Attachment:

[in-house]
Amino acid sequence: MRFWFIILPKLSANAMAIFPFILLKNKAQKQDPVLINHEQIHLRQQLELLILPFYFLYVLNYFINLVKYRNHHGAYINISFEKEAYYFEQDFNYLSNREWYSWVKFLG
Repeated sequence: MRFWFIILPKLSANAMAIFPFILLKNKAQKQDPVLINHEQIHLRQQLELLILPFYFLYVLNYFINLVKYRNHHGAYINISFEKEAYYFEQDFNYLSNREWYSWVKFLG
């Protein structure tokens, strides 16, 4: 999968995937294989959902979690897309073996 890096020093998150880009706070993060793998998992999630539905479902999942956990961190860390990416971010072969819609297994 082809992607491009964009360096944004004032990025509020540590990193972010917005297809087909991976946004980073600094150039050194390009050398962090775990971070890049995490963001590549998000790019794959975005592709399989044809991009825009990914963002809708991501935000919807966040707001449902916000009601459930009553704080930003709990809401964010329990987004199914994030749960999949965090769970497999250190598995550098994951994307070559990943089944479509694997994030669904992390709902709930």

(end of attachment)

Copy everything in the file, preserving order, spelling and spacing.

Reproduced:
[in-house]
Amino acid sequence: MRFWFIILPKLSANAMAIFPFILLKNKAQKQDPVLINHEQIHLRQQLELLILPFYFLYVLNYFINLVKYRNHHGAYINISFEKEAYYFEQDFNYLSNREWYSWVKFLG
Repeated sequence: MRFWFIILPKLSANAMAIFPFILLKNKAQKQDPVLINHEQIHLRQQLELLILPFYFLYVLNYFINLVKYRNHHGAYINISFEKEAYYFEQDFNYLSNREWYSWVKFLG
């Protein structure tokens, strides 16, 4: 999968995937294989959902979690897309073996 890096020093998150880009706070993060793998998992999630539905479902999942956990961190860390990416971010072969819609297994 082809992607491009964009360096944004004032990025509020540590990193972010917005297809087909991976946004980073600094150039050194390009050398962090775990971070890049995490963001590549998000790019794959975005592709399989044809991009825009990914963002809708991501935000919807966040707001449902916000009601459930009553704080930003709990809401964010329990987004199914994030749960999949965090769970497999250190598995550098994951994307070559990943089944479509694997994030669904992390709902709930």